Report on Santa Maria (Guatemala) — September 2015
Bulletin of the Global Volcanism Network, vol. 40, no. 9 (September 2015)
Managing Editor: Edward Venzke. Edited by A. Elizabeth Crafford.
Santa Maria (Guatemala) At least 50 ash explosions during January-June 2015, May 2014 lava flow slows down
Please cite this report as:
Global Volcanism Program, 2015. Report on Santa Maria (Guatemala) (Crafford, A.E., and Venzke, E., eds.). Bulletin of the Global Volcanism Network, 40:9. Smithsonian Institution. https://doi.org/10.5479/si.GVP.BGVN201509-342030.
14.757°N, 91.552°W; summit elev. 3745 m
All times are local (unless otherwise noted)
The Caliente lava dome at the Santiaguito dome complex continued actively erupting during the first half of 2015. There were at least 50 reports of ash explosions during January-June 2015 from Guatemala's INSIVUMEH (Instituto Nacional de Sismologia, Vulcanologia, Meterologia e Hidrologia) or the Washington VAAC (Volcanic Ash Advisory Center). There were also numerous avalanches, several reports of incandescence and audible degassing from the crater and the lava flow, and continued growth of the dacitic lava flow that first erupted in May 2014.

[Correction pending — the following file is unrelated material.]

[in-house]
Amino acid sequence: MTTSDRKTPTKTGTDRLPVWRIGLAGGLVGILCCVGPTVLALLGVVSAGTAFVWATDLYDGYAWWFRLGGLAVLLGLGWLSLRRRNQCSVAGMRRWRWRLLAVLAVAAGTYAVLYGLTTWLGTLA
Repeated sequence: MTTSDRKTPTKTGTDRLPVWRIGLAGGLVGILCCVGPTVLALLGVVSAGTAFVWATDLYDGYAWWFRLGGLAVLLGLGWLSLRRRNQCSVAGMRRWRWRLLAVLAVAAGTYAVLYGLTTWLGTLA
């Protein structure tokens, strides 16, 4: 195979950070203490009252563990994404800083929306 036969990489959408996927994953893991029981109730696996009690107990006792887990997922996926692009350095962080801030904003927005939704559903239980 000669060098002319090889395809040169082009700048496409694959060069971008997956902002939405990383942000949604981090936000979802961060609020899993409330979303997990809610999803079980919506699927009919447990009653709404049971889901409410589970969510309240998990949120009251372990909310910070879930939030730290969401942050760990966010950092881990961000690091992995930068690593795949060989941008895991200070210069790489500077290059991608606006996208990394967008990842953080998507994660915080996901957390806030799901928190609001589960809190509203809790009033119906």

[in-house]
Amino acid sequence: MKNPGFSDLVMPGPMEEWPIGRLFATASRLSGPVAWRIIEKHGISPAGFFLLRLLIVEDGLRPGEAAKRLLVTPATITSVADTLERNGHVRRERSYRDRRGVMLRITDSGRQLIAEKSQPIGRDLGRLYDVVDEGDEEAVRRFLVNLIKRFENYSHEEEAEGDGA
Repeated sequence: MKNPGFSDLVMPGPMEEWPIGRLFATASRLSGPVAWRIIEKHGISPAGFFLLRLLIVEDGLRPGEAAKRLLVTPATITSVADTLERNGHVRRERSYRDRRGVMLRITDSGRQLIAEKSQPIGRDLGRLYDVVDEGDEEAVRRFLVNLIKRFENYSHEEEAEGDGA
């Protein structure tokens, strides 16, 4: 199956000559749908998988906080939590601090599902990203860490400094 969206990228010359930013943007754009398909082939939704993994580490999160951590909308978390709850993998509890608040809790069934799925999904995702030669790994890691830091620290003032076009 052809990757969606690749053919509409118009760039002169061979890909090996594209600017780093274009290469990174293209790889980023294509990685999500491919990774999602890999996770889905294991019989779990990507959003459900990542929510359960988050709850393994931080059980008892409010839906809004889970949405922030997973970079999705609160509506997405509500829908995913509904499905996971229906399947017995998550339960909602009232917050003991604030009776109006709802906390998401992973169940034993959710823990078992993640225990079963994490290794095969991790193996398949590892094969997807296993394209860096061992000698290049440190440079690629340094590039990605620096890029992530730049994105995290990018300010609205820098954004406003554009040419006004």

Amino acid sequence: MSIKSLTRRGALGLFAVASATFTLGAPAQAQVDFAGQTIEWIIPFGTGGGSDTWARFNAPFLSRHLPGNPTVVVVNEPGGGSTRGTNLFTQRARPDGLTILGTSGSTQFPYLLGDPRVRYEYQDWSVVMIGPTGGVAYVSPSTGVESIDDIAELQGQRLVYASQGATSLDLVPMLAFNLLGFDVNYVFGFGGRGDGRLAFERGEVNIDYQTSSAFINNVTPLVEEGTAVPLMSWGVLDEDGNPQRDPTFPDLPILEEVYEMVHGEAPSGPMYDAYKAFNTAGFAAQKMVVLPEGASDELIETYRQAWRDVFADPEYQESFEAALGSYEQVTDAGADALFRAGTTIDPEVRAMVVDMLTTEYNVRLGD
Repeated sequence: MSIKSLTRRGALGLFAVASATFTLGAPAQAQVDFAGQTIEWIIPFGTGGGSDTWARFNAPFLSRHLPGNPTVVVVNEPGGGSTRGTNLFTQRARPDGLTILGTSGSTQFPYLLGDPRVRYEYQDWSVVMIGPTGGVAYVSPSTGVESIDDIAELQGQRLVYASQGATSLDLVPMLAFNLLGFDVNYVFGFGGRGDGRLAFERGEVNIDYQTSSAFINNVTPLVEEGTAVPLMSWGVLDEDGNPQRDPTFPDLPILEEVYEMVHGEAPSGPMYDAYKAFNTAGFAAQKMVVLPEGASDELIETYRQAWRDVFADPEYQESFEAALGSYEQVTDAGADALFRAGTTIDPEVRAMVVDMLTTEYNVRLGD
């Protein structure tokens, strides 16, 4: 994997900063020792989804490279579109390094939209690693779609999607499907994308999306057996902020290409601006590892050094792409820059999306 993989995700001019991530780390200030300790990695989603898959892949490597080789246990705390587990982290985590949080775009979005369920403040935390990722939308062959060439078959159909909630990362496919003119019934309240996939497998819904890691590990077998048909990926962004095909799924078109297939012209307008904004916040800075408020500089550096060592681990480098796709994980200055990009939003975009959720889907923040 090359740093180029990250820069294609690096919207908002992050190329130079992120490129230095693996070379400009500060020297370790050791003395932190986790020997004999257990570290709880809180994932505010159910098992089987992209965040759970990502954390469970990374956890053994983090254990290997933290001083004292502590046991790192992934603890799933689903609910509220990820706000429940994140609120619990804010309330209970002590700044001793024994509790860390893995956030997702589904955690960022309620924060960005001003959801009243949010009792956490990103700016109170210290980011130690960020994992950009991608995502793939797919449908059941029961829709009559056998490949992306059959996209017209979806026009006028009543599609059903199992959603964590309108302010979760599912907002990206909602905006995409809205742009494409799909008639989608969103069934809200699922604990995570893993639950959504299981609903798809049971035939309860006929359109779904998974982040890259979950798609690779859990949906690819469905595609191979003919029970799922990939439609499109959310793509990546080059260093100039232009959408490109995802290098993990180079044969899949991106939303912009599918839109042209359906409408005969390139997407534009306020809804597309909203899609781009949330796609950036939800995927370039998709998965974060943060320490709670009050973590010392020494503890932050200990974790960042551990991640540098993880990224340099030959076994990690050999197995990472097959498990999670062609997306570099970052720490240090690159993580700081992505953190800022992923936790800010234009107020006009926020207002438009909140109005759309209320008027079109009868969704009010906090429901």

Explosions, ash plumes, and ashfall. Three times in January 2015 INSIVUMEH reported explosions generating ash plumes that rose from 500 to 700 m above the dome. Plumes drifted SW, and minor ashfall was reported each time in Palajunoj (20 km SSW) and once in the village of San Marcos (11 km SW). Washington VAAC reported three additional ash plumes. Each was observed by satellite, rose to an altitude of 4,300 m, (1,800 m above the dome) and drifted 18- 24 km SW or SE.
In February, Washington VAAC reported one ash plume at 4,300 m (1,800 m above the dome) drifting SE, and INSIVUMEH reported five additional days with explosions sending ash-bearing plumes to heights of 200- 800 m above the dome. Ashfall was reported 5 km E; 9-19 km SW in Loma Linda (9 km), San Marcos (11 km) and Palajunoj (twice); approximately 6 km SSE at the Santiaguito Observatory and at the Patzulin farm; and 5 km SE to the village of Santa Maria de Jesus. Generally constant emissions of white steam rose 300 m above the cone and smaller explosions that did not generate ash plumes were also frequently reported.